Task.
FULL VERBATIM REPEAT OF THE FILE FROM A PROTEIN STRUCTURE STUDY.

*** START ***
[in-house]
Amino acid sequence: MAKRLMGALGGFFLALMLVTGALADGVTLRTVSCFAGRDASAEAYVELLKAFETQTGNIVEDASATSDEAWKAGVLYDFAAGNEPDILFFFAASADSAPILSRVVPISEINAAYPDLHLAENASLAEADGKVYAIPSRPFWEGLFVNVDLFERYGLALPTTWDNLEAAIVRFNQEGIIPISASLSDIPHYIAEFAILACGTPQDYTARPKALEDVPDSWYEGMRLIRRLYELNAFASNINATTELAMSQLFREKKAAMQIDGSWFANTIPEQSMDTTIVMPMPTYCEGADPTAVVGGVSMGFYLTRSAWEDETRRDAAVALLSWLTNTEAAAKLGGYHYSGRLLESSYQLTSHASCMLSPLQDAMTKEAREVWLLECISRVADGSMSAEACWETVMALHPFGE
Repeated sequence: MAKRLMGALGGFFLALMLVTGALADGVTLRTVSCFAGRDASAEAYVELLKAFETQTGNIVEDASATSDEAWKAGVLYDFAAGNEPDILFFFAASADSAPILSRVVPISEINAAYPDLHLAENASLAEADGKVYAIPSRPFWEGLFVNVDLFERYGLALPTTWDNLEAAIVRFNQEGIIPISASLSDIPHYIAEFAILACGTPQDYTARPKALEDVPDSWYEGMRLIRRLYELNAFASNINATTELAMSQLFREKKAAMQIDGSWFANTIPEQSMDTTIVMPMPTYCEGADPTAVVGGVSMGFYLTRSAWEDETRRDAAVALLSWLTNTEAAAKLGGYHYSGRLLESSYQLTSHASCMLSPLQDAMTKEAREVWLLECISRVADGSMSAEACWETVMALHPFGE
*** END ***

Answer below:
[in-house]
Amino acid sequence: MAKRLMGALGGFFLALMLVTGALADGVTLRTVSCFAGRDASAEAYVELLKAFETQTGNIVEDASATSDEAWKAGVLYDFAAGNEPDILFFFAASADSAPILSRVVPISEINAAYPDLHLAENASLAEADGKVYAIPSRPFWEGLFVNVDLFERYGLALPTTWDNLEAAIVRFNQEGIIPISASLSDIPHYIAEFAILACGTPQDYTARPKALEDVPDSWYEGMRLIRRLYELNAFASNINATTELAMSQLFREKKAAMQIDGSWFANTIPEQSMDTTIVMPMPTYCEGADPTAVVGGVSMGFYLTRSAWEDETRRDAAVALLSWLTNTEAAAKLGGYHYSGRLLESSYQLTSHASCMLSPLQDAMTKEAREVWLLECISRVADGSMSAEACWETVMALHPFGE
Repeated sequence: MAKRLMGALGGFFLALMLVTGALADGVTLRTVSCFAGRDASAEAYVELLKAFETQTGNIVEDASATSDEAWKAGVLYDFAAGNEPDILFFFAASADSAPILSRVVPISEINAAYPDLHLAENASLAEADGKVYAIPSRPFWEGLFVNVDLFERYGLALPTTWDNLEAAIVRFNQEGIIPISASLSDIPHYIAEFAILACGTPQDYTARPKALEDVPDSWYEGMRLIRRLYELNAFASNINATTELAMSQLFREKKAAMQIDGSWFANTIPEQSMDTTIVMPMPTYCEGADPTAVVGGVSMGFYLTRSAWEDETRRDAAVALLSWLTNTEAAAKLGGYHYSGRLLESSYQLTSHASCMLSPLQDAMTKEAREVWLLECISRVADGSMSAEACWETVMALHPFGE